I am struggling to locate my favorite place in Ann Arbor. Perhaps this is because the whole city is my favorite place, its ins and outs, late night pizza places and sticky booths in diners and ancient movie theatres and snowy streets. Perhaps this is because it is easier to associate physical places with times of more specific heartbreak, instead of the thousands of times I am lucky to have felt content here. I sometimes think my favorite place in Ann Arbor is the dining hall in East Quad where I met my best friend, the lecture hall where I met my boyfriend, the yoga studio I go to leave my doubts, surreptitious study spots I won’t mention for fear they will become less secret, newsrooms on Maynard, wooden benches in the drama building, restaurants on Detroit Street. But these places are favorites not because of the spaces they occupy specifically, but because of the people, memories and moments I attribute to them.

To think of my true favorite place in Ann Arbor, I head toward a semblance of something solitary. I love to be overwhelmed with socialization, with human contact, with friends old and new, this bubbly and bright outgoing city never runs low on energy, but this is an Ann Arbor that is in reach, it is an Ann Arbor that is easy, it is the Ann Arbor I know and love. But the reason I fell in love with our city was not for the clatter and the whirlwind, but for the places in which I can find fragmented moments of silence. A place to rest my mind, a place where I can be utterly alone in my thoughts. I think of places that are soundless, confidential and exclusive. I think of places I can revel in the beauty and the sentimentality of this town, without distractions, without the hustle and bustle of a busy college campus. These places are rare and in short supply around us, with a campus crawling with students, education professionals and townies. I believe I’ve managed to discover the best of all.

People always ask me how I managed to train for a marathon in Ann Arbor — a city that most people imagine can’t be interesting or thrilling for 10 mile runs, let alone 18 or 20 mile runs. But for me, every run in Ann Arbor is as present and new as morning. My favorite place in Ann Arbor is a place where I can run.

On mile 16 of a twenty-mile workout, I find myself in Nichols Arboretum, a place that takes me out of this pulsing, bright college city and onto a trail. Lush greens grow around me, spilling onto the edges of the earth and twisting up the trunks of trees. My tired feet pad along a dirt path one after another, a constant. This is my favorite noise. Normally, as I venture down the Arb’s first downward hill, I pause my music, giving my ears the gift of nothing but my sneakered feet against dirt and soil. This is my favorite sound of all. Everything about the headspace this running sanctuary creates for me can completely alter my mood, turn a bad day into a spectacular one, push me toward moments of serendipity in the mundane and provide the well-needed break I so often crave in a city that never seems to stop. Ann Arbor is a runner’s city and I know all runners will agree. Despite the fact that many of us don’t leave campus much, I have a lot of pride in knowing I’ve traversed every inch of our Midwestern college town on foot. During my marathon training, I found home in Gallup Park’s shaded concrete sidewalks, and I picked up the pace to the sounds of rushing water to my left. I ran into people I didn’t know, running the opposite direction, and we’d always smile and wave — the runner’s nod, in solidarity with one another, we both get it. I found myself getting lost in suburban pockets on the edge of town, admiring homes and appreciating unexpected downward slopes. As the sun came up, I ran around the Big House once, twice, three times, watching as the sun reflected golden against bright maize columns as autumn came to a close. I flew down E. Liberty as breakfast places opened early on Sunday mornings, the air smelling of crisped bacon, warm maple syrup and mugs of coffee. I jogged down the narrow road of Kerrytown on Saturdays, watching students groggily saunter down the roads. I ran through an empty Diag, and then an hour and a half and twelve miles later, a Diag bursting with life. I wrote poems in my head as I ran down Main Street while businesses came to life, time passing faster than ever. In months that felt like weeks, these special running spaces propelled me to a start line I’d never imagined making it to. And alone in my race, as I ran 26.2 miles through Detroit and Canada, thousands of people cheering me on. I held the memories of my solo adventures in Ann Arbor’s runner’s oasis by my side.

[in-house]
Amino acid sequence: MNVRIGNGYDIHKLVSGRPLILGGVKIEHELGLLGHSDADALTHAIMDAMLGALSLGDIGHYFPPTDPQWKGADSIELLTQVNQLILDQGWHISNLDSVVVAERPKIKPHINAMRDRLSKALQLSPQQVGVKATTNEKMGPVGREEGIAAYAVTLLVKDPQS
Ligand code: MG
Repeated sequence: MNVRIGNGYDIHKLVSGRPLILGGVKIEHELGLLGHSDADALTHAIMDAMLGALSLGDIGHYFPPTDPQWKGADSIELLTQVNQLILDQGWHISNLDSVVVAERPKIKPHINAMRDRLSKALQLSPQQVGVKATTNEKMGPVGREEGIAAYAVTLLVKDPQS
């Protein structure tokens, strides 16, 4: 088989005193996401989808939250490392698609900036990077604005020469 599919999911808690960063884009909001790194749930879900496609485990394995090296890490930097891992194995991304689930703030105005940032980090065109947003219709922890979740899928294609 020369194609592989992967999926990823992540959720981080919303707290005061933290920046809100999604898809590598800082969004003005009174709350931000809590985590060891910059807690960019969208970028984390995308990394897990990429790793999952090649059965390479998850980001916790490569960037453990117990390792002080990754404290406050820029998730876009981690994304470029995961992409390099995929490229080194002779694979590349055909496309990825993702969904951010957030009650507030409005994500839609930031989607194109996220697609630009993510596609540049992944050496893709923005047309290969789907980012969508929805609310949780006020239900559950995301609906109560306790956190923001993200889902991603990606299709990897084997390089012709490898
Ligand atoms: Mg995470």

When I made it to the finish line I had so many people to thank, so much support around me. My mother called me crying, my brother jumped up and down, reminding me how much I needed them to make it to the finish line of my first marathon. But the biggest thanks of all I owed to the roads that led me there, the roads I’ve run every day for three years and yet, in their intricacy and beauty, manage to show me something new every day. The roads of Ann Arbor, their stories and their memories, their tradition and their kindness, always there for me — awaiting me to need a break, need solace, need to lace up my sneakers and run.

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